DHEC: SC overdose death data shows more than 50 percent increase during 2020

FILE — This Aug. 29, 2018, file photo shows an arrangement of Oxycodone pills in New York.
FILE — This Aug. 29, 2018, file photo shows an arrangement of Oxycodone pills in New York.(AP Photo/Mark Lennihan, File)
Published: Mar. 1, 2022 at 7:42 AM EST|Updated: Mar. 1, 2022 at 7:44 AM EST
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COLUMBIA, S.C. (WIS) - DHEC has released its annual Drug Overdose Deaths Statistical Report and the findings show a significant increase in overdose deaths during 2020.

From 2019 to 2020, the number of opioid-involved overdose deaths increased by 59 percent from 876 to 1,400, according to DHEC. The total number of all drug overdoses increased by 53 percent from 1,131 to 1,734.

Note: These deaths statistics include people who died in the state, regardless of whether they were residents.

Nationwide, there was a 15.9 percent increase in drug overdose deaths from September 2020 to September 2021, according to the CDC and the National Institute on Drug Abuse.

“While we cannot directly correlate these overdose deaths to the stress and emotional toll these individuals may have experienced due to the COVID-19 pandemic, South Carolina’s overdose death data follows national trends that substance misuse has increased since the onset of the COVID-19 pandemic,” said Dr. Brannon Traxler, DHEC Public Health Director. “Mental health and substance use disorders are part of public health, and DHEC is committed to working with fellow state agencies, federal partners, local law enforcement, and community groups to help prevent additional drug overdose deaths.”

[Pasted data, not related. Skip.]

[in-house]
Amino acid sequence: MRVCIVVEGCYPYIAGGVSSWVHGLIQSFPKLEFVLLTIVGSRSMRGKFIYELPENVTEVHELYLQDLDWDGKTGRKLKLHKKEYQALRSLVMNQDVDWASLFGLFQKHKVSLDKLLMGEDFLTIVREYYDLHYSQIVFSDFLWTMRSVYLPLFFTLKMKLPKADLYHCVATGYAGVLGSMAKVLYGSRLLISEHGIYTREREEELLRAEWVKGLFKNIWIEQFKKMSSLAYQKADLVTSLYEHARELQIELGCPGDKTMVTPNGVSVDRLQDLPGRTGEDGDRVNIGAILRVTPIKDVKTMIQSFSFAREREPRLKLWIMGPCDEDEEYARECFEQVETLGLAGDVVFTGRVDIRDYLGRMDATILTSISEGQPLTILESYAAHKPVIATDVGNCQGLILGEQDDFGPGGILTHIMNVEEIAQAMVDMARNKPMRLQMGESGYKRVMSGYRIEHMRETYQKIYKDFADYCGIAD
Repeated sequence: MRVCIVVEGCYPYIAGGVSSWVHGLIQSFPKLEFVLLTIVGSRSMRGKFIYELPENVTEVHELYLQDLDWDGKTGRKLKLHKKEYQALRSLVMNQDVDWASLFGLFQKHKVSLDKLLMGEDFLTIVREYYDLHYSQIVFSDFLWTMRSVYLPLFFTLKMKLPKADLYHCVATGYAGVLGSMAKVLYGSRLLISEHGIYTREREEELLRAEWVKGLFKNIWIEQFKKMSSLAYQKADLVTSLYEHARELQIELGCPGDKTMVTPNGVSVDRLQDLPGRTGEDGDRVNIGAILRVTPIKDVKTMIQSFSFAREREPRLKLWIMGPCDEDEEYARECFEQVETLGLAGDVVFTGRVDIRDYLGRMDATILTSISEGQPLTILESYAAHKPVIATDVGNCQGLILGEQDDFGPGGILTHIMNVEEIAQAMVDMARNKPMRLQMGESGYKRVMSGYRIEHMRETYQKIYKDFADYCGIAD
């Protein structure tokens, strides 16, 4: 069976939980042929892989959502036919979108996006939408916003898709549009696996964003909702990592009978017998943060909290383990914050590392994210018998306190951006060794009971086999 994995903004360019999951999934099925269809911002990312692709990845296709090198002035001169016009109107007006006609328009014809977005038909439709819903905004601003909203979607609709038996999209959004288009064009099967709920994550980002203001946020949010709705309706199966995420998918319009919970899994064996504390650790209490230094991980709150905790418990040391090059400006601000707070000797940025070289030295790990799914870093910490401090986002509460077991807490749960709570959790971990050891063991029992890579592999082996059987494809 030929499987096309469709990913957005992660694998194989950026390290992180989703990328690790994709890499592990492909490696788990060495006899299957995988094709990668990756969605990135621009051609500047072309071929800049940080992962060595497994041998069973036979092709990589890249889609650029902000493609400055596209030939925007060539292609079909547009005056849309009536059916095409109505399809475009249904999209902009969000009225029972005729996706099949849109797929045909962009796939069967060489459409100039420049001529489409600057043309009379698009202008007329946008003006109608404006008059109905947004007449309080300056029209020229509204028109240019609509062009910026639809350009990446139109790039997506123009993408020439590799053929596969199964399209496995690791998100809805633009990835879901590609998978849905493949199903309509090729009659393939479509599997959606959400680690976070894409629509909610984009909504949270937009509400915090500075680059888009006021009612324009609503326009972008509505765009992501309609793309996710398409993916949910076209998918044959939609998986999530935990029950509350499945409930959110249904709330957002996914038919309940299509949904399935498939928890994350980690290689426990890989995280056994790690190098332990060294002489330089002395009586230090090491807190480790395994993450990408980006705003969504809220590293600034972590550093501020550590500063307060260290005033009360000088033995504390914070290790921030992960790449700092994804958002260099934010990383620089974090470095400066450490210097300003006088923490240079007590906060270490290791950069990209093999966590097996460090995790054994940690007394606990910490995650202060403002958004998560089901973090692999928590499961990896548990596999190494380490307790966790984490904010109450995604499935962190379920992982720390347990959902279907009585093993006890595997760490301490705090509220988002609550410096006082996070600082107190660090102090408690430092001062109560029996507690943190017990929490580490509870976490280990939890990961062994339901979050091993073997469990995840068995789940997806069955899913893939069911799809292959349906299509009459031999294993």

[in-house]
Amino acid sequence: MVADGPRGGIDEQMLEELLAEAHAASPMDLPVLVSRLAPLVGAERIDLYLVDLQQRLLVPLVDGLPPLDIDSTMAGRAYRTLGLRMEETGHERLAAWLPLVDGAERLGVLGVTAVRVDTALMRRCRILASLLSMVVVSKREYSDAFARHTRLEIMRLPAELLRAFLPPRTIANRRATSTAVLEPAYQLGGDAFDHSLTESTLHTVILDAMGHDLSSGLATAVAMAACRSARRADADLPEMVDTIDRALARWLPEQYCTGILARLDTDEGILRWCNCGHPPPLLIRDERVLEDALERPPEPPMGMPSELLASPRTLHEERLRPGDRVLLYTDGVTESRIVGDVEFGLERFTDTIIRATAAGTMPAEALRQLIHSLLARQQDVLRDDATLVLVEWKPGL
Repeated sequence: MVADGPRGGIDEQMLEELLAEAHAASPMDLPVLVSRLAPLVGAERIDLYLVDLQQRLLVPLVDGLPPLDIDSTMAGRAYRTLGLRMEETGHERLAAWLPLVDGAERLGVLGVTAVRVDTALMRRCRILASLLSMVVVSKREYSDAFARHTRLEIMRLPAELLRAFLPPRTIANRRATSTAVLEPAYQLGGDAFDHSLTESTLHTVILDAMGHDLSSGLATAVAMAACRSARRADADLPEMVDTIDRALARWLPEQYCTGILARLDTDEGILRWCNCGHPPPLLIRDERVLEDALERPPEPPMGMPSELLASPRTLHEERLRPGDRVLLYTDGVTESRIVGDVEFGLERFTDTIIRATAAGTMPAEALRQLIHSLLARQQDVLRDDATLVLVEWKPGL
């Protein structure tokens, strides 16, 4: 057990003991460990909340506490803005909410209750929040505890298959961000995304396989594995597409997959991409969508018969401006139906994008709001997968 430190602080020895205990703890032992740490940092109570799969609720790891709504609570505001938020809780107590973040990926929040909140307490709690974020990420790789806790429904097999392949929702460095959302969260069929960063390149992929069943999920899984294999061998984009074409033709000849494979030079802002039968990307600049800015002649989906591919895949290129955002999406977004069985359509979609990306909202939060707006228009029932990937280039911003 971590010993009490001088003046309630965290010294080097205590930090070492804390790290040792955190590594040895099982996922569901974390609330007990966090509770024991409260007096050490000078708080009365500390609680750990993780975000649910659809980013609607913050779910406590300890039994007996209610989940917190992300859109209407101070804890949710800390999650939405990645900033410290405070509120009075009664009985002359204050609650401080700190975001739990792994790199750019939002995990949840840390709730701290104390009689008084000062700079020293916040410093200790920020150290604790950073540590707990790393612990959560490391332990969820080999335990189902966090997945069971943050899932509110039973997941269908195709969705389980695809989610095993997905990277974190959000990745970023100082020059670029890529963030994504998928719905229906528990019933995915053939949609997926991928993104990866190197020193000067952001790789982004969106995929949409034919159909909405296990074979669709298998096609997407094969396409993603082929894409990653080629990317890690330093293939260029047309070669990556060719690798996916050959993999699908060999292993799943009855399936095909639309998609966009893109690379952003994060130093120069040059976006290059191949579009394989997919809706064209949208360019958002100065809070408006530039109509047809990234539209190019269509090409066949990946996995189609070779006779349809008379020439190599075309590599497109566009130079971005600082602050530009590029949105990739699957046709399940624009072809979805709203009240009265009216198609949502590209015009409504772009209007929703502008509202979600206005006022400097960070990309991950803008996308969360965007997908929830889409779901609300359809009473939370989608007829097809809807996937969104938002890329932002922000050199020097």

Officials said that the synthetic opioid fentanyl is largely responsible for the increase in overdose deaths.

From 2019 to 2020, drug overdose deaths involving fentanyl increased 105 percent in South Carolina, from 537 to 1,100. Fentanyl was involved in 79 percent of all opioid-involved overdose deaths.

“I cannot overstate the urgency of continuing our efforts to save lives, as it allows many to start on the path to treatment and recovery from opioid use disorder,” said Sara Goldsby, Director of the S.C. Department of Alcohol and Other Drug Abuse Services (DAODAS).

A dashboard showing the county-level breakdowns of drug overdose deaths and other drug-related information is in the process of being updated with the 2020 data.

There are resources available for anyone experiencing substance use issues. For information on how to access help, treatment, or information, contact DAODAS at 803-896-5555. Anyone experiencing substance use issues related to the COVID-19 pandemic can call a 24/7 support line at 1-844-SC-HOPES, which is operated by DAODAS and the South Carolina Department of Mental Health.

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